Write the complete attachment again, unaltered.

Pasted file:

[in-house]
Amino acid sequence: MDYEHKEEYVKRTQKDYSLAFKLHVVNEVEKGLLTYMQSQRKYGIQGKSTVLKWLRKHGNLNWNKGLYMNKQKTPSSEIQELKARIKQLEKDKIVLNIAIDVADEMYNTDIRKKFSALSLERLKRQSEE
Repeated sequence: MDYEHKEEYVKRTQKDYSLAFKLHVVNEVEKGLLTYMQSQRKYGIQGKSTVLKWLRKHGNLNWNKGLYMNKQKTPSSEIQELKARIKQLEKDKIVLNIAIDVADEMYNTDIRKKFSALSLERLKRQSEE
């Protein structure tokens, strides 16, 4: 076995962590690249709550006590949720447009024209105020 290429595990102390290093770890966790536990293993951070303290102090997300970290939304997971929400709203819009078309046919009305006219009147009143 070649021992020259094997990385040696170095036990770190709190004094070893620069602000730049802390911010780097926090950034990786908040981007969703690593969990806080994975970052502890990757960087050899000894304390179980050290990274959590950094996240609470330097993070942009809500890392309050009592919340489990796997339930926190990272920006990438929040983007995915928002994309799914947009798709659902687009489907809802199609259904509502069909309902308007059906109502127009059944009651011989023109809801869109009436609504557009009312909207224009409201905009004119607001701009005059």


[in-house]
Amino acid sequence: MDYEHKEEYVKRTQKDYSLAFKLHVVNEVEKGLLTYMQSQRKYGIQGKSTVLKWLRKHGNLNWNKGLYMNKQKTPSSEIQELKARIKQLEKDKIVLNIAIDVADEMYNTDIRKKFSALSLERLKRQSEE
Repeated sequence: MDYEHKEEYVKRTQKDYSLAFKLHVVNEVEKGLLTYMQSQRKYGIQGKSTVLKWLRKHGNLNWNKGLYMNKQKTPSSEIQELKARIKQLEKDKIVLNIAIDVADEMYNTDIRKKFSALSLERLKRQSEE
């Protein structure tokens, strides 16, 4: 076995962590690249709550006590949720447009024209105020 290429595990102390290093770890966790536990293993951070303290102090997300970290939304997971929400709203819009078309046919009305006219009147009143 070649021992020259094997990385040696170095036990770190709190004094070893620069602000730049802390911010780097926090950034990786908040981007969703690593969990806080994975970052502890990757960087050899000894304390179980050290990274959590950094996240609470330097993070942009809500890392309050009592919340489990796997339930926190990272920006990438929040983007995915928002994309799914947009798709659902687009489907809802199609259904509502069909309902308007059906109502127009059944009651011989023109809801869109009436609504557009009312909207224009409201905009004119607001701009005059």